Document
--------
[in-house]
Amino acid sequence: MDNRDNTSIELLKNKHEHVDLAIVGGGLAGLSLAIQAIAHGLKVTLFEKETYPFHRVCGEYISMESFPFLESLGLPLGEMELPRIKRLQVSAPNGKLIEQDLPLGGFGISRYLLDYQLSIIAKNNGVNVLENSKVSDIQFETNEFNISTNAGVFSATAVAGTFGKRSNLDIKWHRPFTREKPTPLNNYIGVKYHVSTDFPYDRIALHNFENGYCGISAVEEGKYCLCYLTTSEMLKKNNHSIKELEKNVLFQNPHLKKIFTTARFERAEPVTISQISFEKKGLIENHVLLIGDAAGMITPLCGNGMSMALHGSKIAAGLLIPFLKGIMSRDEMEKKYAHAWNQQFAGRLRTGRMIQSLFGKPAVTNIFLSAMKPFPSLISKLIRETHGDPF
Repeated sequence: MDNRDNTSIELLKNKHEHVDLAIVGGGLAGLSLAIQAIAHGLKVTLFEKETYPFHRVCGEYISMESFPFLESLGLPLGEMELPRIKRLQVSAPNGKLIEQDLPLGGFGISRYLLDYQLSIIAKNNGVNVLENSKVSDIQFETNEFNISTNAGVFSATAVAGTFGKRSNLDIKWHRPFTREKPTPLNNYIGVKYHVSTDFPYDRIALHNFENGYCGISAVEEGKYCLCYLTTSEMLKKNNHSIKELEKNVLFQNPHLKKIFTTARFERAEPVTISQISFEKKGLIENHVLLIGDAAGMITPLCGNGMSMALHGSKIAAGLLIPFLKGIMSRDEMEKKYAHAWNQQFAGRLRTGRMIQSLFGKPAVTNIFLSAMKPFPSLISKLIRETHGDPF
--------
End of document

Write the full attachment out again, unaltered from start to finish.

[in-house]
Amino acid sequence: MDNRDNTSIELLKNKHEHVDLAIVGGGLAGLSLAIQAIAHGLKVTLFEKETYPFHRVCGEYISMESFPFLESLGLPLGEMELPRIKRLQVSAPNGKLIEQDLPLGGFGISRYLLDYQLSIIAKNNGVNVLENSKVSDIQFETNEFNISTNAGVFSATAVAGTFGKRSNLDIKWHRPFTREKPTPLNNYIGVKYHVSTDFPYDRIALHNFENGYCGISAVEEGKYCLCYLTTSEMLKKNNHSIKELEKNVLFQNPHLKKIFTTARFERAEPVTISQISFEKKGLIENHVLLIGDAAGMITPLCGNGMSMALHGSKIAAGLLIPFLKGIMSRDEMEKKYAHAWNQQFAGRLRTGRMIQSLFGKPAVTNIFLSAMKPFPSLISKLIRETHGDPF
Repeated sequence: MDNRDNTSIELLKNKHEHVDLAIVGGGLAGLSLAIQAIAHGLKVTLFEKETYPFHRVCGEYISMESFPFLESLGLPLGEMELPRIKRLQVSAPNGKLIEQDLPLGGFGISRYLLDYQLSIIAKNNGVNVLENSKVSDIQFETNEFNISTNAGVFSATAVAGTFGKRSNLDIKWHRPFTREKPTPLNNYIGVKYHVSTDFPYDRIALHNFENGYCGISAVEEGKYCLCYLTTSEMLKKNNHSIKELEKNVLFQNPHLKKIFTTARFERAEPVTISQISFEKKGLIENHVLLIGDAAGMITPLCGNGMSMALHGSKIAAGLLIPFLKGIMSRDEMEKKYAHAWNQQFAGRLRTGRMIQSLFGKPAVTNIFLSAMKPFPSLISKLIRETHGDPF